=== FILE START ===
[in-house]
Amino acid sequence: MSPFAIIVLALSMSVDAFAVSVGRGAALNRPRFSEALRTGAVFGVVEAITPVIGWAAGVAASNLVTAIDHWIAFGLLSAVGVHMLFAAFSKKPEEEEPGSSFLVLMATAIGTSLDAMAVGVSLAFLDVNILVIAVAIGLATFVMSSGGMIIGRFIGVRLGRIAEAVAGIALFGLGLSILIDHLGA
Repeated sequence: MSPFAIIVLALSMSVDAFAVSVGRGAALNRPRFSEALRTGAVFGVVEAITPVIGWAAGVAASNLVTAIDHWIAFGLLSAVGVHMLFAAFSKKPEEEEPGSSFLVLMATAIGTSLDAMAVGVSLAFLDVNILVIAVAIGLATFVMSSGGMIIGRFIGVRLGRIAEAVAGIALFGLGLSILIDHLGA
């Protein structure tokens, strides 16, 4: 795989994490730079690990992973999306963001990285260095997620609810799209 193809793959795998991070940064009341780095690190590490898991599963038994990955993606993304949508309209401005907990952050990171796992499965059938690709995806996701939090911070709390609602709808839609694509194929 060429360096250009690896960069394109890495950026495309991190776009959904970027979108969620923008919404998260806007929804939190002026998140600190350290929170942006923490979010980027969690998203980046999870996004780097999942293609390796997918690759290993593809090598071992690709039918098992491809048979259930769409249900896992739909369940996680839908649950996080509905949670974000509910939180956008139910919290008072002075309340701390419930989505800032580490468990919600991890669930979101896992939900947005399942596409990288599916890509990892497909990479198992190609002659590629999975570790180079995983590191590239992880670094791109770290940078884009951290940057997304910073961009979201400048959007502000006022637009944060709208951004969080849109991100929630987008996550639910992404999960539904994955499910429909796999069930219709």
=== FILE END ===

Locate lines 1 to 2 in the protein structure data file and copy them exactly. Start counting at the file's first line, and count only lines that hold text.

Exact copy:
[in-house]
Amino acid sequence: MSPFAIIVLALSMSVDAFAVSVGRGAALNRPRFSEALRTGAVFGVVEAITPVIGWAAGVAASNLVTAIDHWIAFGLLSAVGVHMLFAAFSKKPEEEEPGSSFLVLMATAIGTSLDAMAVGVSLAFLDVNILVIAVAIGLATFVMSSGGMIIGRFIGVRLGRIAEAVAGIALFGLGLSILIDHLGA